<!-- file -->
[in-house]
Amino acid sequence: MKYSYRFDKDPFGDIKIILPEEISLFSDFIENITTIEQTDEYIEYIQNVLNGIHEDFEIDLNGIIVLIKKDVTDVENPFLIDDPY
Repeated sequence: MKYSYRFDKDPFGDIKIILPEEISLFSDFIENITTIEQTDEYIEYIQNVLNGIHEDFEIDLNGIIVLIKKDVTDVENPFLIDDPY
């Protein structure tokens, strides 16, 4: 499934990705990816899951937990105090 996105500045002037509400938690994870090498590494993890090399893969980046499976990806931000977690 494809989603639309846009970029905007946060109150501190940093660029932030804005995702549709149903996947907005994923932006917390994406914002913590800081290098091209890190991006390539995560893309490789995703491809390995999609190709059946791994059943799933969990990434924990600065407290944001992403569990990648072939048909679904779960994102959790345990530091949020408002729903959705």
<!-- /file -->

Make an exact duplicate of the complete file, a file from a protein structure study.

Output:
[in-house]
Amino acid sequence: MKYSYRFDKDPFGDIKIILPEEISLFSDFIENITTIEQTDEYIEYIQNVLNGIHEDFEIDLNGIIVLIKKDVTDVENPFLIDDPY
Repeated sequence: MKYSYRFDKDPFGDIKIILPEEISLFSDFIENITTIEQTDEYIEYIQNVLNGIHEDFEIDLNGIIVLIKKDVTDVENPFLIDDPY
């Protein structure tokens, strides 16, 4: 499934990705990816899951937990105090 996105500045002037509400938690994870090498590494993890090399893969980046499976990806931000977690 494809989603639309846009970029905007946060109150501190940093660029932030804005995702549709149903996947907005994923932006917390994406914002913590800081290098091209890190991006390539995560893309490789995703491809390995999609190709059946791994059943799933969990990434924990600065407290944001992403569990990648072939048909679904779960994102959790345990530091949020408002729903959705």